The Luxe Life

How to navigate today’s smaller, more concentrated luxury landscape

Who’s Buying

The group Unity Marketing president Pam Danziger terms “lower-income affluents”—incomes of $100,000 to $249,999—have dropped out. (She’s talking about the nearly 22 million aspirational shoppers who drove luxury sales and store growth in the early 2000s by spending against their perceived wealth.) It’s the ultra affluents—earning $250,000 and up—and young affluents, aged 40 and under, who will lead the luxury market out of its economic doldrums.

What They Want

They want workman­ship, design…but also something extra. Greg Furman, of the Luxury Marketing Council in New York City, calls it “connoisseurship,” when values like heritage and customization are leading purchase factors. It’s no longer, “Look at me, I have money,” says Marie Helene Morrow, president of Reinhold Jewelers in Puerto Rico. “It’s, ‘What do the things I surround myself with say about me, my values, my style?’?”

How to Sell It

Smart retailers will solicit clients’ input, says Danziger. Susan Fotos, owner of Higashi Pearls & Fine Jewelry in Lemoyne, Pa., asks customers what they’ve seen, what they like, and what they want. “It makes them feel a part of the store,” she says. Performance Concepts pres­­ident Kate Peterson advises ­jewelers to incorporate tools like client books and computer programs to track special occasions, buying patterns, wish lists, and other stats that engage sales. “It’s relationship mar­keting,” says Peterson. “Value is no longer tied to what customers spend, but what they get for what they spend. They should get expertise, personal attention, and an engaging experience both in store and online.”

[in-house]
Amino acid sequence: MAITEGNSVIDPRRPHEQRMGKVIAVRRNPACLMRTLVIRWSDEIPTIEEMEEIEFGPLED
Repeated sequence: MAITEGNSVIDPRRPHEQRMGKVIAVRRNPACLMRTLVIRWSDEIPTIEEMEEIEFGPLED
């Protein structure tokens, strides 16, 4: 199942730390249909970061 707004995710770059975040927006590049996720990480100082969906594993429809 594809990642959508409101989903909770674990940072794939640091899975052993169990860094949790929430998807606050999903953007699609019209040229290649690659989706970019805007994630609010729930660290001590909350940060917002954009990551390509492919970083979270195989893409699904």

What to Stock

Danziger reminds fine jewelers that luxury buyers shop up-market, down-market, and in between—so product diversity is key. (Just because affluent consumers have money to burn doesn’t mean they want to pay more if they don’t have to!) But you don’t have to lose high-end merchandise or compromise quality. “The consumer craves something unique, lasting, and special,” says Morrow. “It doesn’t have to be a 5 ct. diamond. Making the shopping experience an exciting one, giving good value, and providing great service is what luxury is all about!” For Fotos, luxury means making her customers’ lives easier. “Our shoppers are busy, working professionals,” she says. “They trust that we are providing the best selection and prices possible, whether they’re looking for a $100 gift item or a $10,000 sapphire bracelet.”